Liz Bucar’s Stealing My Religion is a humble, open-hearted, scholarly examination of the ethics of appropriating the religion of others. I say that because this is not a book where you will find Bucar demonizing other people nor will you find an apology for why anyone, anywhere should be able to practice whatever element of whatever religion they want. Instead, you will find a sincere attempt to navigate between these two poles, with Bucar using her own pedagogical practices as a case study for one of the chapters, and transparently questioning herself and thinking out loud about taking students to Spain to participate in Camino de Santiago de Compostela, even when they are not Catholic, or even religious at all. Her other case studies—non-Muslims wearing a hijab in solidarity with Muslim women and people practicing yoga divorced from its Indian spiritual roots—are both thought-provoking.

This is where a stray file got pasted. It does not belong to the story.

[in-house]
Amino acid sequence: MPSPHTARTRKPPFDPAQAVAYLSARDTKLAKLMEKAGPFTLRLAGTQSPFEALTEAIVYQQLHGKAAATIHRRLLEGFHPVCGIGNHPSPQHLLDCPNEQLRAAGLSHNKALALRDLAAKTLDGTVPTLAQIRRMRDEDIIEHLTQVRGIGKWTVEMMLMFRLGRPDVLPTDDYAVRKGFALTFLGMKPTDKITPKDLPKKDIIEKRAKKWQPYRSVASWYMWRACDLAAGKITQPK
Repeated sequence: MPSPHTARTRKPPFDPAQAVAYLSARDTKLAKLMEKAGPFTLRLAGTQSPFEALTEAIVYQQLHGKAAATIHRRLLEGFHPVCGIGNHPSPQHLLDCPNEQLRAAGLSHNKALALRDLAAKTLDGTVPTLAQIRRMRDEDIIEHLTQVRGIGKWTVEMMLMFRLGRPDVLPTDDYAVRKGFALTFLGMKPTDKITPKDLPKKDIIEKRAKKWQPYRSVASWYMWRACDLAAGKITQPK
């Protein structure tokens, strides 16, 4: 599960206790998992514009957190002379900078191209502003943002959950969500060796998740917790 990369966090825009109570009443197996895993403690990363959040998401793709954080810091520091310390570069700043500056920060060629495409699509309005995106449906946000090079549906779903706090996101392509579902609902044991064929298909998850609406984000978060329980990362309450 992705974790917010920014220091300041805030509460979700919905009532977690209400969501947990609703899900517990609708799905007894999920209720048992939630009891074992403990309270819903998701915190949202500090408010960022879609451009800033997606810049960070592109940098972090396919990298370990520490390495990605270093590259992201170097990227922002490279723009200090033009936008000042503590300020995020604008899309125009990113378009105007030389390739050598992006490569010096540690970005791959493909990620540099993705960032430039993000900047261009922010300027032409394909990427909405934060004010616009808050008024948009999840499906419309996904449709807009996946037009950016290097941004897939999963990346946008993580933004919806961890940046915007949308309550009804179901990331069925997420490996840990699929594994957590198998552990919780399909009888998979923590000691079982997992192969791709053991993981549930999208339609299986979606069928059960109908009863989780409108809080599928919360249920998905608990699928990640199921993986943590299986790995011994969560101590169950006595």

It is fair to say that for Bucar, not all borrowing is the same. Her presentation shows that appropriating religious practices can be far more ethically ambiguous than say appropriating something that has to do with another race. And some religious appropriation, e.g. wearing the hijab, seems to be more problematic than others, e.g. practicing yoga for its health and psychological benefits. The key point is that we should be careful when engaging the religion of others when we do not intend on becoming part of the communities and histories that gave us this or that belief or practice. If this ethical engagement with religions that are not your own is a concern to you, then I highly recommend this book as a thought partner.